Einstein predicted gravity could become so great that it collapses in on itself, creating the most destructive force in the known universe: the Black Hole. Nothing escapes it, not even light. It is a starving, gulping maelstrom that never ends; perpetual annihilation that spins and spindles entire galaxies.
Pride—that pale wave—can become so dense that is collapses back on itself as well. This results in intelligence so hideous, imagination so profane, there is no other place in eternity desecrated enough to allow it to enter in its full measure, so it must turn back on itself. A murderous Mobius loop so destructive it corrupts by glances the most sainted stuff from which souls are chiseled.
Such a pride-crushed being does exists.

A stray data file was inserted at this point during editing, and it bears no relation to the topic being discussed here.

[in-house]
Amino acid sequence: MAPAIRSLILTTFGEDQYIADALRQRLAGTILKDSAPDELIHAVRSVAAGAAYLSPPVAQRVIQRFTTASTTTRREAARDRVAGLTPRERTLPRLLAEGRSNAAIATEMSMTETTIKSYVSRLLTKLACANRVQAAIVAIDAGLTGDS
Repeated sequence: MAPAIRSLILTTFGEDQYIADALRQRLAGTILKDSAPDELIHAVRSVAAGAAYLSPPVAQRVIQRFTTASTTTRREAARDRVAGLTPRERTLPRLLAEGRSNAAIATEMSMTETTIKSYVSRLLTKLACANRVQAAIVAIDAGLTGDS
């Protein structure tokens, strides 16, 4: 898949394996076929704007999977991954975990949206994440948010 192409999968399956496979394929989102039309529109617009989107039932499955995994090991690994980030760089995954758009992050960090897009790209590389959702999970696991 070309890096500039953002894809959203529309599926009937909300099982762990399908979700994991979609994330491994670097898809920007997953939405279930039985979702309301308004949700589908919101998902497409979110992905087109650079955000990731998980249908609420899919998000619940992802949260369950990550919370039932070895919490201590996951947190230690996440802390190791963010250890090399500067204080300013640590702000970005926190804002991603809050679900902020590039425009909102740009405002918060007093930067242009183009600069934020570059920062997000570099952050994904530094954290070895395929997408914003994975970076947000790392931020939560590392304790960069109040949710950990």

It has many names—none of which modern Man takes seriously.
Devastated of its own spark by an immemorial treason, it has long since burned through its own spiritual ore; a great fusion demoted to flickers, asymptotically cooling to inconceivable spiritual cold.
Berserk, deranged, rabid: it is not the suave seducer of so many medieval caricatures and Saturday morning cartoons. Such satire is reserved for the least imaginative minds, parodies that keep and comfort the skeptics from shrieking too loudly.
There is a chemical element known as Darmstadtium (atomic number 110). The most stable isotope known in this family is Darmstadtium-281. It has a half-life of approximately eleven seconds.
Eleven seconds is probably how long your entire life seems compared to the immortal thing of which I speak. The entire history of the Human Race would be little more than thirty billion flash cards to a creature of this class, sorted in a shimmer.
Like sun-blinks on the sea this creature never sees your light but more the light you reflect, whether you know it or not.
Shopworn and tattered, it rots and riots within the guardhouse of what we clumsily call time-space, rattling those old braided prison bars, clutching through them with frustrated reach at anything slow enough for it to catch.